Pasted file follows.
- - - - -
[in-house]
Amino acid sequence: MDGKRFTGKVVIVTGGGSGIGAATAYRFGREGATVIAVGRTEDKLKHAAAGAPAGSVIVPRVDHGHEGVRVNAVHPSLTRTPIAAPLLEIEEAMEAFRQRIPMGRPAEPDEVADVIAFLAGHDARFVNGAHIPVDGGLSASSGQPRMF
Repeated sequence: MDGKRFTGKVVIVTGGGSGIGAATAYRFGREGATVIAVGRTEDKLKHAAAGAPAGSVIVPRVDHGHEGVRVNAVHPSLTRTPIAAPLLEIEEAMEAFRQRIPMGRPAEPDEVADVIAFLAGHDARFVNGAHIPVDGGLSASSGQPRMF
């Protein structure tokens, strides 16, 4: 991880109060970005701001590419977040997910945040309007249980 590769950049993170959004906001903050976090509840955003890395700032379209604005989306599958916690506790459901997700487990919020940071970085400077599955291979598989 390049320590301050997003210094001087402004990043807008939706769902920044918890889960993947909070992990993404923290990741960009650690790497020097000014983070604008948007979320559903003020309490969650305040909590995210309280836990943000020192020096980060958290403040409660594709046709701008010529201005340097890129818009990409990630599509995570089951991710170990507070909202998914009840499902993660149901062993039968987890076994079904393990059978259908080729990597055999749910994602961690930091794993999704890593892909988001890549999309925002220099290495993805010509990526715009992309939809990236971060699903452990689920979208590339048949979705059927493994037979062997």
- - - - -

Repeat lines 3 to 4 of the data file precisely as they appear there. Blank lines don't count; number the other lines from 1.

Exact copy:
Repeated sequence: MDGKRFTGKVVIVTGGGSGIGAATAYRFGREGATVIAVGRTEDKLKHAAAGAPAGSVIVPRVDHGHEGVRVNAVHPSLTRTPIAAPLLEIEEAMEAFRQRIPMGRPAEPDEVADVIAFLAGHDARFVNGAHIPVDGGLSASSGQPRMF
């Protein structure tokens, strides 16, 4: 991880109060970005701001590419977040997910945040309007249980 590769950049993170959004906001903050976090509840955003890395700032379209604005989306599958916690506790459901997700487990919020940071970085400077599955291979598989 390049320590301050997003210094001087402004990043807008939706769902920044918890889960993947909070992990993404923290990741960009650690790497020097000014983070604008948007979320559903003020309490969650305040909590995210309280836990943000020192020096980060958290403040409660594709046709701008010529201005340097890129818009990409990630599509995570089951991710170990507070909202998914009840499902993660149901062993039968987890076994079904393990059978259908080729990597055999749910994602961690930091794993999704890593892909988001890549999309925002220099290495993805010509990526715009992309939809990236971060699903452990689920979208590339048949979705059927493994037979062997």